“Focus on targeting students that have a reason to have a CDL or want to be in education, because you don’t have to just target students that are going into teaching. [With a CDL] I can drive a dump truck, trash truck, whatever kind of truck I want to drive, except for a tractor trailer. And you have three endorsements, passenger, school bus and air brakes,” he said, adding that another advertising sector could be students who don’t want to go to college right now, but might be interested in construction down the line.

Hernandez noted that districts should specifically advertise to education majors that can obtain classroom management experience while on a school bus. He noted that for better or worse, some students act differently in the classroom than when they step on the school bus. That can also be a selling point to those looking to go into education, Hernandez explained.

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“You can actually get experience on both sides, dealing with the kids in the classroom is different from the bus,” Hernandez explained, adding that in Arkansas the college towns are facing the worst driver shortages. “And so, when these college students get the experience of knowing what to do in these situations on the bus with these types of behavior, it probably won’t be so [challenging] to figure out what to do in the classroom when a behavioral situation happens.”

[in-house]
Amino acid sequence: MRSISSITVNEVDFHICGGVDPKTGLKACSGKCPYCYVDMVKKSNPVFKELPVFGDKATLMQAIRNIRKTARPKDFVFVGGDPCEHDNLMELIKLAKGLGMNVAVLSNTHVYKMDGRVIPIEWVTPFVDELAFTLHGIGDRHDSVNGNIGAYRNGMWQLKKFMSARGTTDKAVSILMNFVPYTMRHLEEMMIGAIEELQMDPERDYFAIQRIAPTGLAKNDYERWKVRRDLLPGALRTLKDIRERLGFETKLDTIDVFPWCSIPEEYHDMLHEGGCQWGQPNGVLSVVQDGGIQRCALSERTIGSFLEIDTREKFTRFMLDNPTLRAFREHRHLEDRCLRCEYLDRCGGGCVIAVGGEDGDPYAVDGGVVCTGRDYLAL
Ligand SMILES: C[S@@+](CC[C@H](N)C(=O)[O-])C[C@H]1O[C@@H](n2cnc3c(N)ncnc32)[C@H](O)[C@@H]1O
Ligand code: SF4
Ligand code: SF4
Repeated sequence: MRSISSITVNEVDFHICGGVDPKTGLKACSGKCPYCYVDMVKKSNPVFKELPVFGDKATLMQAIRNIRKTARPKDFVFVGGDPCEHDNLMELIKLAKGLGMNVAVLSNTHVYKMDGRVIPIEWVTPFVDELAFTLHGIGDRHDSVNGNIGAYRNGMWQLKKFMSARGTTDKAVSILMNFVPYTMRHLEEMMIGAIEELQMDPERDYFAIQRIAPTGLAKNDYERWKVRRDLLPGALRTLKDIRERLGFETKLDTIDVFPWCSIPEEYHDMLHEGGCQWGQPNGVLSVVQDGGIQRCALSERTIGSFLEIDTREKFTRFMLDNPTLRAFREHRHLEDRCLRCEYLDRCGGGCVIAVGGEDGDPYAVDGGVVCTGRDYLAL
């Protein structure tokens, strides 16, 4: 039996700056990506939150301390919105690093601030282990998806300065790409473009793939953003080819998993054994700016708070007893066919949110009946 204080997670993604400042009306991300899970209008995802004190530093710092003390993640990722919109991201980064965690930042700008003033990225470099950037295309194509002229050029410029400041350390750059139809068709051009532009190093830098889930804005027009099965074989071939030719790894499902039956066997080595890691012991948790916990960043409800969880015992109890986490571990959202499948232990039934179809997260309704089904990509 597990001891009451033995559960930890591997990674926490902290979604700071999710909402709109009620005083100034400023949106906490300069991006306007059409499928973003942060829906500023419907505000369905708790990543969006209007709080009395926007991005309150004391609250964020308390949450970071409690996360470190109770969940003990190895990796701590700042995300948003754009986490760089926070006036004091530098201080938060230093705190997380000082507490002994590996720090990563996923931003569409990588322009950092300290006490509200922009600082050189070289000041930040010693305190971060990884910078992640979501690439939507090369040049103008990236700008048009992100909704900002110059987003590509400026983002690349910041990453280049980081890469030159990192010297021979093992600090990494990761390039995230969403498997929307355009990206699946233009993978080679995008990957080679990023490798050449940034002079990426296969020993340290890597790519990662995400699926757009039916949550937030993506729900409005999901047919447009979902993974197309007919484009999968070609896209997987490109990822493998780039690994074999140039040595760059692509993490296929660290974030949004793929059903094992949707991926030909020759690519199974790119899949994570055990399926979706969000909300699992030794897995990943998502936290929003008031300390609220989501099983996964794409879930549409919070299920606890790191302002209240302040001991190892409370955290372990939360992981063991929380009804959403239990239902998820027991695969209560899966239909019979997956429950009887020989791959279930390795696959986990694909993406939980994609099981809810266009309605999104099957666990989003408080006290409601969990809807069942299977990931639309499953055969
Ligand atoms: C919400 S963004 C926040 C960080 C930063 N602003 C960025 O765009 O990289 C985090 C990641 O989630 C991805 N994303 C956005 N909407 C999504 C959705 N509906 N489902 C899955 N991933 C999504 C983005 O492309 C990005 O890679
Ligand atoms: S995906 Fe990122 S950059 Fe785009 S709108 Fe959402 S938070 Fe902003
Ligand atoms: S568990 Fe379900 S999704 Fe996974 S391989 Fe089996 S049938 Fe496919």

Mike Ankton, an education major at Henderson State University in Arkadelphia, Arkansas, obtained his CDL at age 19.

Ankton agreed, adding that district administrators could even partner with colleges of education. In his situation, he received education credits toward his degree because of his management on the school bus. He added that because he was transporting grades kindergarten through 12th daily, he didn’t have to observe them in the classroom.

He added that for him bus driving is a rewarding job, as it’s more than driving kids to and from school. Instead, he said he’s building connections with his students and learning how to handle behavior situations. “You’re learning how to help them,” Ankton said. “And at the same time, these kids look up to you.”

Hernandez explained the students are more likely to discuss some of their hardships, either at home or at school, with him because he is closer to their ages. “They had a bad day at home, they come on the bus, and they see us. We may or may not have been in that situation [recently],” he explained.

Navigating Student Behavior


Being young adults themselves, Hernandez and Ankton noted that have had some respect and disciplinary challenges with their student riders.


Hernandez said his first route was driving junior high schoolers, which was easy as the students mainly stayed to themselves. However, he noted that he got moved to a high school route and many students caught attitudes with him at first. He said he had to tell them, that “I may be just your bus driver, but I am the bus driver who can put you three to 10 days off the bus. I get it, we’re about same age. But I need to get you to where you need to go safely,” he explained, adding that he is not lenient, so if they don’t listen, they’re off the bus. “My number one rule is don’t move when the bus is moving at all for any reason. Whether you’re in kindergarten to 12th grade, I’m going to react to you the same way. Because at the end of the day, if something happens, you can get hurt. I could be distracted trying to figure out why you’re moving and could cause a reason for other students to get hurt.”


Meanwhile, Ankton noted that he too is strict. “I don’t tolerate disrespect,” he said adding that he’s also very hard on rules such as no eating and rolling down windows. “I do write up students after multiple warnings, and I don’t try to be their friends all the time.”